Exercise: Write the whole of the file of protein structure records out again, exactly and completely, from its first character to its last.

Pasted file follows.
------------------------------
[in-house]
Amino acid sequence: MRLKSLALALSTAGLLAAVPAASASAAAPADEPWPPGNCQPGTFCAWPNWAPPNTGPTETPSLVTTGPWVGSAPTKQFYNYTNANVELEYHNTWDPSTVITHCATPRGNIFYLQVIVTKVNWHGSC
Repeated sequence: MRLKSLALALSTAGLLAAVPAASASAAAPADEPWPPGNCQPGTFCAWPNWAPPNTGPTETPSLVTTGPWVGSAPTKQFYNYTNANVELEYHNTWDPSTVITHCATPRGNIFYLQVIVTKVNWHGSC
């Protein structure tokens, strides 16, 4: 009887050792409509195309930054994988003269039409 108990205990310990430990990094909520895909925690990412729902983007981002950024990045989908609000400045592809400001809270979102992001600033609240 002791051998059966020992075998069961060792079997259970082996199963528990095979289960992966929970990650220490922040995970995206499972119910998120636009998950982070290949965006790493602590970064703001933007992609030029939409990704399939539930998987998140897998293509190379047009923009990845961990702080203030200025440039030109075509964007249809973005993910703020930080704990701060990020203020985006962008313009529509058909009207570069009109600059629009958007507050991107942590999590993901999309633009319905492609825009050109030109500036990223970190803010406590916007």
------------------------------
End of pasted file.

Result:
[in-house]
Amino acid sequence: MRLKSLALALSTAGLLAAVPAASASAAAPADEPWPPGNCQPGTFCAWPNWAPPNTGPTETPSLVTTGPWVGSAPTKQFYNYTNANVELEYHNTWDPSTVITHCATPRGNIFYLQVIVTKVNWHGSC
Repeated sequence: MRLKSLALALSTAGLLAAVPAASASAAAPADEPWPPGNCQPGTFCAWPNWAPPNTGPTETPSLVTTGPWVGSAPTKQFYNYTNANVELEYHNTWDPSTVITHCATPRGNIFYLQVIVTKVNWHGSC
């Protein structure tokens, strides 16, 4: 009887050792409509195309930054994988003269039409 108990205990310990430990990094909520895909925690990412729902983007981002950024990045989908609000400045592809400001809270979102992001600033609240 002791051998059966020992075998069961060792079997259970082996199963528990095979289960992966929970990650220490922040995970995206499972119910998120636009998950982070290949965006790493602590970064703001933007992609030029939409990704399939539930998987998140897998293509190379047009923009990845961990702080203030200025440039030109075509964007249809973005993910703020930080704990701060990020203020985006962008313009529509058909009207570069009109600059629009958007507050991107942590999590993901999309633009319905492609825009050109030109500036990223970190803010406590916007």